|US6589726||Aug 23, 2000||Jul 8, 2003||Metrigen, Inc.||Method and apparatus for in situ synthesis on a solid support|
|US6610481||Dec 17, 1999||Aug 26, 2003||Koch Joern Erland||Cascade nucleic acid amplification reaction|
|US6620584||May 19, 2000||Sep 16, 2003||Illumina||Combinatorial decoding of random nucleic acid arrays|
|US6632609||Apr 24, 2001||Oct 14, 2003||Yale University||Unimolecular segment amplification and sequencing|
|US6653077||Aug 31, 1999||Nov 25, 2003||Lynx Therapeutics, Inc.||Method of screening for genetic polymorphism|
|US6654505||Jul 17, 2001||Nov 25, 2003||Lynx Therapeutics, Inc.||System and apparatus for sequential processing of analytes|
|US6783943||Dec 18, 2001||Aug 31, 2004||The Regents Of The University Of California||Rolling circle amplification detection of RNA and DNA|
|US6787308||Jan 30, 2001||Sep 7, 2004||Solexa Ltd.||Arrayed biomolecules and their use in sequencing|
|US6812005||Feb 7, 2001||Nov 2, 2004||The Regents Of The University Of California||Nucleic acid detection methods using universal priming|
|US6864052||Jan 6, 2000||Mar 8, 2005||Callida Genomics, Inc.||Enhanced sequencing by hybridization using pools of probes|
|US6890741||Jul 24, 2001||May 10, 2005||Illumina, Inc.||Multiplexed detection of analytes|
|US6913884||Aug 16, 2001||Jul 5, 2005||Illumina, Inc.||Compositions and methods for repetitive use of genomic DNA|
|US6977153||Dec 31, 2002||Dec 20, 2005||Qiagen Gmbh||Rolling circle amplification of RNA|
|US6998228||Jun 25, 2002||Feb 14, 2006||Bioforce Nanosciences, Inc.||Method and apparatus for solid state molecular analysis|
|US7011945||Dec 21, 2001||Mar 14, 2006||Eastman Kodak Company||Random array of micro-spheres for the analysis of nucleic acids|
|US7064197||Jun 7, 1995||Jun 20, 2006||Enzo Life Sciences, Inc. C/O Enzo Biochem, Inc.||System, array and non-porous solid support comprising fixed or immobilized nucleic acids|
|US7244559 *||Mar 21, 2001||Jul 17, 2007||454 Life Sciences Corporation||Method of sequencing a nucleic acid|
|US7264929||Nov 19, 2002||Sep 4, 2007||454 Life Sciences Corporation||Method of sequencing a nucleic acid|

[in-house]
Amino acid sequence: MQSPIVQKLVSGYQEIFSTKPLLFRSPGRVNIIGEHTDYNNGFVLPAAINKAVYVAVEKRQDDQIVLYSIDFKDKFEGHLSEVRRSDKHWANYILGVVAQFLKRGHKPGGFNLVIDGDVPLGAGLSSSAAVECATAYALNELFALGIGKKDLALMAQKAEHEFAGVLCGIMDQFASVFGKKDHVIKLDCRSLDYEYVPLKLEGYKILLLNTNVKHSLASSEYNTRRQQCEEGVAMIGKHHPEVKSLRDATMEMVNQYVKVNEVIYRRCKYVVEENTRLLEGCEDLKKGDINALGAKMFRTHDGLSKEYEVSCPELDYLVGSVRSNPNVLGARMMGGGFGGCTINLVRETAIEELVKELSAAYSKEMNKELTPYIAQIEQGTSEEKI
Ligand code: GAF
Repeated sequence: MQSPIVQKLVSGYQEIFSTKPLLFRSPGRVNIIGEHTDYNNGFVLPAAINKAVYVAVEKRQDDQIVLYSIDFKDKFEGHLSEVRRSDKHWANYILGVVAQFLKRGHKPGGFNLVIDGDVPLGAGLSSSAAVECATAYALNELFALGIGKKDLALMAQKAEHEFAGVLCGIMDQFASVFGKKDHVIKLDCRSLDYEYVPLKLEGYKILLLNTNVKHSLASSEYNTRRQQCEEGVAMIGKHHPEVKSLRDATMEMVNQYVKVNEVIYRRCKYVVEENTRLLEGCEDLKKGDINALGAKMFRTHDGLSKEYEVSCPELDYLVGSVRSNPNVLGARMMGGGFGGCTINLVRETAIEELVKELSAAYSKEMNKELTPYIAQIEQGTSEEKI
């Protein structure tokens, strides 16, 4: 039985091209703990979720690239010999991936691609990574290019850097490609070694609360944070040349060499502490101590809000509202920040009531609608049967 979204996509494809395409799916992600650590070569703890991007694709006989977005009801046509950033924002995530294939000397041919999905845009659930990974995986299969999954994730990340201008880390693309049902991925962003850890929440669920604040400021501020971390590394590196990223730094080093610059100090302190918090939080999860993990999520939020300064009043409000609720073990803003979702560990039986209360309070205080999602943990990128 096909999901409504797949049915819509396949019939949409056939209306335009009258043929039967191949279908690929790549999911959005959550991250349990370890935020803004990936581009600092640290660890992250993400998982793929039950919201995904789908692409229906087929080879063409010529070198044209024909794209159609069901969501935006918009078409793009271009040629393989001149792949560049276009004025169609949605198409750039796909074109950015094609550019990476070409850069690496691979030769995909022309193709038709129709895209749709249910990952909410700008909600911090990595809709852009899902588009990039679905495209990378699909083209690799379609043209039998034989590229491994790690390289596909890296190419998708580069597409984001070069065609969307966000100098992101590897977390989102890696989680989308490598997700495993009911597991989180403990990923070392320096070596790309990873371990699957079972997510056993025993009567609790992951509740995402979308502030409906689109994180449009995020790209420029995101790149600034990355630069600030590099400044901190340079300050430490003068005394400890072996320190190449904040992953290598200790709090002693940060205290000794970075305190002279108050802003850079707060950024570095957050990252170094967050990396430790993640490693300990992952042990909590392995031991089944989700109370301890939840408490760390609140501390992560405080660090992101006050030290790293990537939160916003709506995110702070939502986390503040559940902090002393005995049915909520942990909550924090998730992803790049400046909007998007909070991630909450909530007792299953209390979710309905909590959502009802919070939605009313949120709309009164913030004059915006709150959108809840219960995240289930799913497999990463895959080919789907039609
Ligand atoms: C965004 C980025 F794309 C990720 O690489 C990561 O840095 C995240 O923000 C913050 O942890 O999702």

|US7276720||Nov 16, 2004||Oct 2, 2007||Helicos Biosciences Corporation||Apparatus and methods for analyzing samples|
|US7384737 *||Aug 1, 2002||Jun 10, 2008||Solexa Limited||Synthesis of spatially addressed molecular arrays|
|US7544473||Jan 22, 2007||Jun 9, 2009||Population Genetics Technologies Ltd.||Nucleic acid analysis using sequence tokens|
|US20020004204||Feb 28, 2001||Jan 10, 2002||O'keefe Matthew T.||Microarray substrate with integrated photodetector and methods of use thereof|
|US20020055100||Apr 1, 1998||May 9, 2002||Kawashima Eric H.||Method of nucleic acid sequencing|
|US20020076716||Jun 21, 2001||Jun 20, 2002||Trustees Of Boston University||Nucleic acid arrays and methods of synthesis|
|US20020197621||Feb 5, 2002||Dec 26, 2002||Radoje Drmanac||Methods and compositions for efficient nucleic acid sequencing|
|US20030068629||Mar 21, 2002||Apr 10, 2003||Rothberg Jonathan M.||Apparatus and method for sequencing a nucleic acid|
|US20030170914||Feb 3, 2003||Sep 11, 2003||Surmodics, Inc||Replicable probe array|
|US20040002090||Mar 4, 2003||Jan 1, 2004||Pascal Mayer||Methods for detecting genome-wide sequence variations associated with a phenotype|
|US20040106110 *||May 22, 2002||Jun 3, 2004||Solexa, Ltd.||Preparation of polynucleotide arrays|
|US20040224325||Dec 19, 2003||Nov 11, 2004||Caliper Life Sciences, Inc.||Single molecule amplification and detection of DNA|
|US20040229221||Feb 28, 2002||Nov 18, 2004||Trustees Of Columbia University In The City Of New York||Method to detect mutations in a nucleic acid using a hybridization-ligation procedure|
|US20040248144||Sep 16, 2003||Dec 9, 2004||Kalim Mir||Arrays and methods of use|
|US20040248161||Feb 26, 2004||Dec 9, 2004||Rothberg Jonathan M.||Method of sequencing a nucleic acid|
|US20050019776||Jun 27, 2003||Jan 27, 2005||Callow Matthew James||Universal selective genome amplification and universal genotyping system|